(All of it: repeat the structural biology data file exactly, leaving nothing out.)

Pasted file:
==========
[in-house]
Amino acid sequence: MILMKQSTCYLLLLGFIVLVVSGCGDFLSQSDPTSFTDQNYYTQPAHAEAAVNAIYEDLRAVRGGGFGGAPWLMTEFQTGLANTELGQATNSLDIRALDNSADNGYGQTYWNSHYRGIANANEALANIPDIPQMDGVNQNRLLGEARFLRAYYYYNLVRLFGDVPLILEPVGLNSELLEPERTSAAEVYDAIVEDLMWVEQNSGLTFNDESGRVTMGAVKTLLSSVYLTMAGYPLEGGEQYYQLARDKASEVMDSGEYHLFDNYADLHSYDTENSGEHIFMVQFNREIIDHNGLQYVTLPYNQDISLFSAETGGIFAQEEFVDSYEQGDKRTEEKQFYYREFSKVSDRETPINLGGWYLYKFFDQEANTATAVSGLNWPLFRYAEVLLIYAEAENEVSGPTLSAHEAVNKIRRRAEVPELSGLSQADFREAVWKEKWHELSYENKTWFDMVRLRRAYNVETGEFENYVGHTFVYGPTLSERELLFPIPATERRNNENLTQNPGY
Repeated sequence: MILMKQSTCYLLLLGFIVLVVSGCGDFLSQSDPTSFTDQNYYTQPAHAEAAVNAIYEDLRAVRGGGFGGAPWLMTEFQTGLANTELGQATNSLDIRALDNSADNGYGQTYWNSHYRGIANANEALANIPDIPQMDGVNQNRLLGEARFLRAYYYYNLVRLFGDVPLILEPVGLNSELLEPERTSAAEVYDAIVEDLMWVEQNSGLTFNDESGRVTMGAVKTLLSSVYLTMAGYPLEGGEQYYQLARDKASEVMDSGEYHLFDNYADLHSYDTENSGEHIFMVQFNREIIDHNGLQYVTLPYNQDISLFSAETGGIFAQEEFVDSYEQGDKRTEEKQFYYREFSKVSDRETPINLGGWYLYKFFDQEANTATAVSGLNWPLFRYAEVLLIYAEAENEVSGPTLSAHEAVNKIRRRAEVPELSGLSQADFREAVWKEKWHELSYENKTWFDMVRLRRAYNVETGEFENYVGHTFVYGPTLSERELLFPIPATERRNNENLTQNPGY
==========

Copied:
[in-house]
Amino acid sequence: MILMKQSTCYLLLLGFIVLVVSGCGDFLSQSDPTSFTDQNYYTQPAHAEAAVNAIYEDLRAVRGGGFGGAPWLMTEFQTGLANTELGQATNSLDIRALDNSADNGYGQTYWNSHYRGIANANEALANIPDIPQMDGVNQNRLLGEARFLRAYYYYNLVRLFGDVPLILEPVGLNSELLEPERTSAAEVYDAIVEDLMWVEQNSGLTFNDESGRVTMGAVKTLLSSVYLTMAGYPLEGGEQYYQLARDKASEVMDSGEYHLFDNYADLHSYDTENSGEHIFMVQFNREIIDHNGLQYVTLPYNQDISLFSAETGGIFAQEEFVDSYEQGDKRTEEKQFYYREFSKVSDRETPINLGGWYLYKFFDQEANTATAVSGLNWPLFRYAEVLLIYAEAENEVSGPTLSAHEAVNKIRRRAEVPELSGLSQADFREAVWKEKWHELSYENKTWFDMVRLRRAYNVETGEFENYVGHTFVYGPTLSERELLFPIPATERRNNENLTQNPGY
Repeated sequence: MILMKQSTCYLLLLGFIVLVVSGCGDFLSQSDPTSFTDQNYYTQPAHAEAAVNAIYEDLRAVRGGGFGGAPWLMTEFQTGLANTELGQATNSLDIRALDNSADNGYGQTYWNSHYRGIANANEALANIPDIPQMDGVNQNRLLGEARFLRAYYYYNLVRLFGDVPLILEPVGLNSELLEPERTSAAEVYDAIVEDLMWVEQNSGLTFNDESGRVTMGAVKTLLSSVYLTMAGYPLEGGEQYYQLARDKASEVMDSGEYHLFDNYADLHSYDTENSGEHIFMVQFNREIIDHNGLQYVTLPYNQDISLFSAETGGIFAQEEFVDSYEQGDKRTEEKQFYYREFSKVSDRETPINLGGWYLYKFFDQEANTATAVSGLNWPLFRYAEVLLIYAEAENEVSGPTLSAHEAVNKIRRRAEVPELSGLSQADFREAVWKEKWHELSYENKTWFDMVRLRRAYNVETGEFENYVGHTFVYGPTLSERELLFPIPATERRNNENLTQNPGY